Scouting for a younger Jets fan Eleven years after Winnipeg won back an NHL team, True North facing off against inflation, lack of options and fear of crime

There was a time when a seat at a Winnipeg Jets game may have rivalled any night out at a pub or bar for some of the city’s younger fans.

Read this article for free:


Already have an account? Log in here »

To continue reading, please subscribe:

Monthly Digital Subscription

$4.75 per week*

  • Enjoy unlimited reading on
  • Read the E-Edition, our digital replica newspaper
  • Access News Break, our award-winning app
  • Play interactive puzzles

*Billed as $19.00 plus GST every four weeks. Cancel anytime.

There was a time when a seat at a Winnipeg Jets game may have rivalled any night out at a pub or bar for some of the city’s younger fans.

With the NHL’s return to Manitoba’s capital after 15 years away, even those too young to appreciate the 1.0 version of the club were eager to make the most of a night in downtown Winnipeg. That often meant cutting out of work as early as possible and racing to a restaurant for food, a few adult beverages and other pregame festivities.

It’s been 11 years since that time, however, and it’s becoming easier to see the novelty has worn off among that demographic.

Such is evident on a Thursday evening, mere hours before the Jets are set to host the Nashville Predators at Canada Life Centre — an inner-division clash between a pair of rivals that have been at the centre of some dramatic bouts in the last decade.


Eleven years after Winnipeg won back an NHL team, True North is facing off against inflation, lack of options and fear of crime.

The marquee matchup has historically garnered sell-out crowds, with the downtown area buzzing hours before puck drop.

That’s hardly the case this time around.

Sure, the incessant flurries that left sidewalks impassable over the previous 48 hours likely made the trek to the city’s epicentre less enticing. But is that an excuse in Winnipeg, where residents are battle-tested by yearly bouts with some of the worst winters in North America?

Despite the Jets sitting near the top of the Western Conference standings, the club has seen an 11.5 per cent decrease in attendance this year compared to the last “normal” season in 2019. Winnipeg’s 1,815 fewer seats is the fifth-worst decrease in the league and far and away the worst among all Canadian teams, as of Dec. 7.

It’s a growing concern when recalling NHL Commissioner Gary Bettman’s saying, “It isn’t going to work very well unless this building is sold out every night,” shortly after the Jets’ return was announced.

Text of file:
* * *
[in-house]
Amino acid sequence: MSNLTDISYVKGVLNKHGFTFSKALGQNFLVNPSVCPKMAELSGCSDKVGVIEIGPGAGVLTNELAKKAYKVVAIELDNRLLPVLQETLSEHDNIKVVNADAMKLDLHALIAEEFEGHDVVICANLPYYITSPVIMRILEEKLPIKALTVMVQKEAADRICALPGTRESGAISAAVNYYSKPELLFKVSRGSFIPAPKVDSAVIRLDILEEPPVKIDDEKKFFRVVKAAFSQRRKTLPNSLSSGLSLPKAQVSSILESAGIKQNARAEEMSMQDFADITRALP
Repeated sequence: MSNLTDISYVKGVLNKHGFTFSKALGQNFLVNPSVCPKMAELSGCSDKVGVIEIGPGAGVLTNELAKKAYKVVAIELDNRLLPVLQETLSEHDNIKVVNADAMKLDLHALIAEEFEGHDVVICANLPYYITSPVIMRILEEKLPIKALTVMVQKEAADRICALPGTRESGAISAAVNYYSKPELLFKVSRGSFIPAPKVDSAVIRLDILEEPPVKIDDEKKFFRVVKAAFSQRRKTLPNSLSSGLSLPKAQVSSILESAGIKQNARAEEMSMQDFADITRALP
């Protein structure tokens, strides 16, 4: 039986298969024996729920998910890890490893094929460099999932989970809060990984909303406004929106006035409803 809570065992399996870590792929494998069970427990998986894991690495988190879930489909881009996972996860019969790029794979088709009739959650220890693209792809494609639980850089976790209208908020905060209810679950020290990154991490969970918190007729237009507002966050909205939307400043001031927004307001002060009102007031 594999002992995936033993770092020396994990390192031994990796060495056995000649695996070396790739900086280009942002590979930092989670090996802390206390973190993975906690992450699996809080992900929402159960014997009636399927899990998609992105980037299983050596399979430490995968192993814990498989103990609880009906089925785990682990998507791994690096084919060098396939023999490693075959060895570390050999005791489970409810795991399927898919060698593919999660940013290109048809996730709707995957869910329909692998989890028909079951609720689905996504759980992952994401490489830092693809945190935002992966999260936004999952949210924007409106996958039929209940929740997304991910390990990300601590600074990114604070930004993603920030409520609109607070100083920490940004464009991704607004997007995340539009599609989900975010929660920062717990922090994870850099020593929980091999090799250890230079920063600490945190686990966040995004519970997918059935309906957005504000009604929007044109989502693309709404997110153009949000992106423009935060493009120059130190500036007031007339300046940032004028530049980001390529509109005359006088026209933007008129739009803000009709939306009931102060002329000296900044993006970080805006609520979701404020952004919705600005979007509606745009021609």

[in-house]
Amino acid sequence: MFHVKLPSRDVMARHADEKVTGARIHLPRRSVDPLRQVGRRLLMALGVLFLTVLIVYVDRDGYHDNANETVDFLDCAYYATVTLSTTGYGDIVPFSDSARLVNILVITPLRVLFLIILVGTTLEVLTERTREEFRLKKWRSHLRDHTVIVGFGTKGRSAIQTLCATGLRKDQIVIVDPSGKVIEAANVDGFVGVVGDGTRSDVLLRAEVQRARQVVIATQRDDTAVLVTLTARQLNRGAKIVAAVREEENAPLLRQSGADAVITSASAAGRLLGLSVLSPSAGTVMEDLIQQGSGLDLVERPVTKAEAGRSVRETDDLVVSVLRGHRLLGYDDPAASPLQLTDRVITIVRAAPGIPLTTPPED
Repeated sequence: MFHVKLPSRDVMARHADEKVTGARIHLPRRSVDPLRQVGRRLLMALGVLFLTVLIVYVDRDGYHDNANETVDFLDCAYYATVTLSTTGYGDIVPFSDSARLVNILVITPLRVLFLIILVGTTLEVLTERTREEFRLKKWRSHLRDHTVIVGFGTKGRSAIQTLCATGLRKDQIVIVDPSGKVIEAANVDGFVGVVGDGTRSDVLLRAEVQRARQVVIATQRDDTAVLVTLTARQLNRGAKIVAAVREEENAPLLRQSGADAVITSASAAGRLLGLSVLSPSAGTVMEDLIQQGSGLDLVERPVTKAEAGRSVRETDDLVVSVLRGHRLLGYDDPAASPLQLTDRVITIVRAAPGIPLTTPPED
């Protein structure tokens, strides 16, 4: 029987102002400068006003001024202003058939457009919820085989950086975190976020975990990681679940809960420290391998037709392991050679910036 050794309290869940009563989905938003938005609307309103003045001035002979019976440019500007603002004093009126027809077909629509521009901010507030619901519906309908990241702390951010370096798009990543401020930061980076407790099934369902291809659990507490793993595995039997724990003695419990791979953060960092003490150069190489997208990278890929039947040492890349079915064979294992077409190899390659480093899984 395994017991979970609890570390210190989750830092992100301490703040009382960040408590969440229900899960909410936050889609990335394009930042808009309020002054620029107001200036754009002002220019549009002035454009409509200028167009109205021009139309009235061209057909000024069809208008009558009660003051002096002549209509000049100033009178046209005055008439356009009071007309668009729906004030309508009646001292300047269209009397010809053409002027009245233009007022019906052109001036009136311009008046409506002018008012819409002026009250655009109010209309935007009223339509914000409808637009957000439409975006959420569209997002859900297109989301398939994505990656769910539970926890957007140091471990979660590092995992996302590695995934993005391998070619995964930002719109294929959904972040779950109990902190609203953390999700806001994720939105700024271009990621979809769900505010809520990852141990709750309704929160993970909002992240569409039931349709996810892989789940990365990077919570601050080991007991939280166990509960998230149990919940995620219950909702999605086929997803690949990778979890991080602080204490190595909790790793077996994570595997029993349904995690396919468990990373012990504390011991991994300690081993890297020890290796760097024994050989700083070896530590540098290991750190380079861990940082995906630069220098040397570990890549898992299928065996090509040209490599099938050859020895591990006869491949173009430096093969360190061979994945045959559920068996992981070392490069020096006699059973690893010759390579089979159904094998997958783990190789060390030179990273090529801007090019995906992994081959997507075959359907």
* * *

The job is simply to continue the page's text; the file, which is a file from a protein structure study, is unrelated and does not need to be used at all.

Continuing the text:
One large reason for the lack of fans is certainly the post-pandemic recession that skyrocketed the price of everyday living, making a night out on the town even less feasible for students and other younger fans trying to establish financial stability. However, another glaring concern has surfaced in recent years: the experience outside of Canada Life Centre isn’t enticing enough for young fans.

Winnipeg’s 1,815 fewer seats is the fifth-worst decrease in the league and far and away the worst among all Canadian teams, as of Dec. 7.

One 27-year-old fan, who gets his season tickets through work, said it’s consistently been a hassle to find food options over the past two seasons.

“If I didn’t get them through work, I wouldn’t be going to 10 games, like zero chance,” said the fan, who asked not to be identified. “The value you’re getting for what it’s costing is not there.

“The thing I have an issue with is, unless you’re coming three hours before, it’s really hard to find a (restaurant). At that point, I just kind of give up.”

He detailed one night where he and his girlfriend were turned away from three different restaurants that were already at capacity before finding a small restaurant about an hour before the game started.

“I kind of like what they’re doing with (True North Square), but again, the problem is I don’t think it’s big enough,” the fan said. “The pregame events last year … it kind of had a little bit of a tailgating vibe to it. That’s cool. But it’s the same problem, you walk up and it’s full already. It’s like, ‘What am I even doing down here?’ It’s easier to just grab a drink with a buddy at somebody’s house beforehand and then Uber to a Jets game.

“I get it, it’s the NHL, but I don’t know what the alternative is. I think there are lots of things they could do to entice more people to come, it just seems like they’re not even trying.”

It’s no secret the pandemic ravaged downtown Winnipeg. Businesses of all types, including restaurants, were shuttered as customers stayed home. The Sports Hospitality Entertainment District (SHED) provided a vision that included 11 blocks of residential and commercial development to revitalize the city’s core. The Free Press reached out to Stantec for an update on SHED going forward, but did not hear back.

Two restaurants that survived the pandemic are Browns Socialhouse and Shark Club, still pregame mainstays. By 5:30 p.m. on this game day, both spaces are at capacity, with lines starting to form outside Browns.

JESSICA LEE / WINNIPEG FREE PRESS Justin Guest, manager at Brown’s Social House.

“It takes two per cent of the arena’s capacity to fill me,” said Justin Guest, general manager of Browns Socialhouse. “I will always be busy when there’s a Jets game because of that. You don’t see the same fans as often. You see the diehards, you see the season ticket holders but some season ticket holders aren’t here anymore. Things have changed since the pandemic. Ultimately, I think everyone is reflecting on how much we should be spending.

“Everyone kind of sees, ‘Well, I’ve heard ticket sales are down, it wasn’t a thing in the past,’” Guest continued. “The reality is, we’ve never had a post-pandemic like this with this team, so who does know?”

Jon Dueck, general manager of Shark Club, added he thinks the biggest thing that’s holding back the growth of downtown is the “security element.”

“Speaking with a lot of guests … a lot of people don’t come downtown because they don’t feel safe,” he said.

Dueck mentioned the safety issue just days following a fatal stabbing in the lobby of the Millennium Library that put much of the city on high alert once again about safety issues in the city’s core.

Of the concerns most commonly brought up, the cost of food, parking, and safety issues topped the list.

The Free Press polled 66 fans ahead of puck-drop against the Predators, asking them to rate their Jets’ gameday experience when considering safety, parking, food options, the cost of the entire night, and their time inside Canada Life Centre.